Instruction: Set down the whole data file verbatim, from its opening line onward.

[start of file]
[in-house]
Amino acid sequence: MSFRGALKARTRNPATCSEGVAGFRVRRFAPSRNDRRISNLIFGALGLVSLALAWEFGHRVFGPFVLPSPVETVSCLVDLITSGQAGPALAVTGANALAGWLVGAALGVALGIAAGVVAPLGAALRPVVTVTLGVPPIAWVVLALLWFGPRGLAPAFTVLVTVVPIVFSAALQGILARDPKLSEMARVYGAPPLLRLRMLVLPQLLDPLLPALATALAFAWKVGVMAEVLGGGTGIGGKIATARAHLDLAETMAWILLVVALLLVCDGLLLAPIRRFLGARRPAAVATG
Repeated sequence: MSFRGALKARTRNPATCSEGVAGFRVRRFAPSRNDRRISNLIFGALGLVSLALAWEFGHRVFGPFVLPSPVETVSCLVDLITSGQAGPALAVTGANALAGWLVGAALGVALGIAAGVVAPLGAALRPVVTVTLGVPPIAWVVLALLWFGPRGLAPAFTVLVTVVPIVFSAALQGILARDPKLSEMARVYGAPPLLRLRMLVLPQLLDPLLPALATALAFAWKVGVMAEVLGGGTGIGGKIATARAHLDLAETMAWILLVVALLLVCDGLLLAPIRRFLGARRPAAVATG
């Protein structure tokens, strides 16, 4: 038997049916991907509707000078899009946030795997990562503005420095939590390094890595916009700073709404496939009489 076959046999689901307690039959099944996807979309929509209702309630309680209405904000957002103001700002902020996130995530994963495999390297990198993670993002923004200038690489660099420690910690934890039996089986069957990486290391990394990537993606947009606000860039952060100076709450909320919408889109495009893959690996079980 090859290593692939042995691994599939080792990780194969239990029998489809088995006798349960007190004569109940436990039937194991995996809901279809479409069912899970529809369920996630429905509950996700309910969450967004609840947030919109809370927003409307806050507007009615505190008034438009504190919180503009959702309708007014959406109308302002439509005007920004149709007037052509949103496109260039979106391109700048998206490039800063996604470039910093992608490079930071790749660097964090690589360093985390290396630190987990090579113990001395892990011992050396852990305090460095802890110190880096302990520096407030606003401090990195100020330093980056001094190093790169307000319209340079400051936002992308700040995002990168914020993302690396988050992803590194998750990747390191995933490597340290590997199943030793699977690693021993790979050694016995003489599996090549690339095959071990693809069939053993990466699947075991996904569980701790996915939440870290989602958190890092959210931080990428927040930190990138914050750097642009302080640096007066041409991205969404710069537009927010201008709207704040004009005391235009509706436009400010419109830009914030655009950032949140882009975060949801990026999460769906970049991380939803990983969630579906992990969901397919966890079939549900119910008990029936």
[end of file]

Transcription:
[in-house]
Amino acid sequence: MSFRGALKARTRNPATCSEGVAGFRVRRFAPSRNDRRISNLIFGALGLVSLALAWEFGHRVFGPFVLPSPVETVSCLVDLITSGQAGPALAVTGANALAGWLVGAALGVALGIAAGVVAPLGAALRPVVTVTLGVPPIAWVVLALLWFGPRGLAPAFTVLVTVVPIVFSAALQGILARDPKLSEMARVYGAPPLLRLRMLVLPQLLDPLLPALATALAFAWKVGVMAEVLGGGTGIGGKIATARAHLDLAETMAWILLVVALLLVCDGLLLAPIRRFLGARRPAAVATG
Repeated sequence: MSFRGALKARTRNPATCSEGVAGFRVRRFAPSRNDRRISNLIFGALGLVSLALAWEFGHRVFGPFVLPSPVETVSCLVDLITSGQAGPALAVTGANALAGWLVGAALGVALGIAAGVVAPLGAALRPVVTVTLGVPPIAWVVLALLWFGPRGLAPAFTVLVTVVPIVFSAALQGILARDPKLSEMARVYGAPPLLRLRMLVLPQLLDPLLPALATALAFAWKVGVMAEVLGGGTGIGGKIATARAHLDLAETMAWILLVVALLLVCDGLLLAPIRRFLGARRPAAVATG
């Protein structure tokens, strides 16, 4: 038997049916991907509707000078899009946030795997990562503005420095939590390094890595916009700073709404496939009489 076959046999689901307690039959099944996807979309929509209702309630309680209405904000957002103001700002902020996130995530994963495999390297990198993670993002923004200038690489660099420690910690934890039996089986069957990486290391990394990537993606947009606000860039952060100076709450909320919408889109495009893959690996079980 090859290593692939042995691994599939080792990780194969239990029998489809088995006798349960007190004569109940436990039937194991995996809901279809479409069912899970529809369920996630429905509950996700309910969450967004609840947030919109809370927003409307806050507007009615505190008034438009504190919180503009959702309708007014959406109308302002439509005007920004149709007037052509949103496109260039979106391109700048998206490039800063996604470039910093992608490079930071790749660097964090690589360093985390290396630190987990090579113990001395892990011992050396852990305090460095802890110190880096302990520096407030606003401090990195100020330093980056001094190093790169307000319209340079400051936002992308700040995002990168914020993302690396988050992803590194998750990747390191995933490597340290590997199943030793699977690693021993790979050694016995003489599996090549690339095959071990693809069939053993990466699947075991996904569980701790996915939440870290989602958190890092959210931080990428927040930190990138914050750097642009302080640096007066041409991205969404710069537009927010201008709207704040004009005391235009509706436009400010419109830009914030655009950032949140882009975060949801990026999460769906970049991380939803990983969630579906992990969901397919966890079939549900119910008990029936």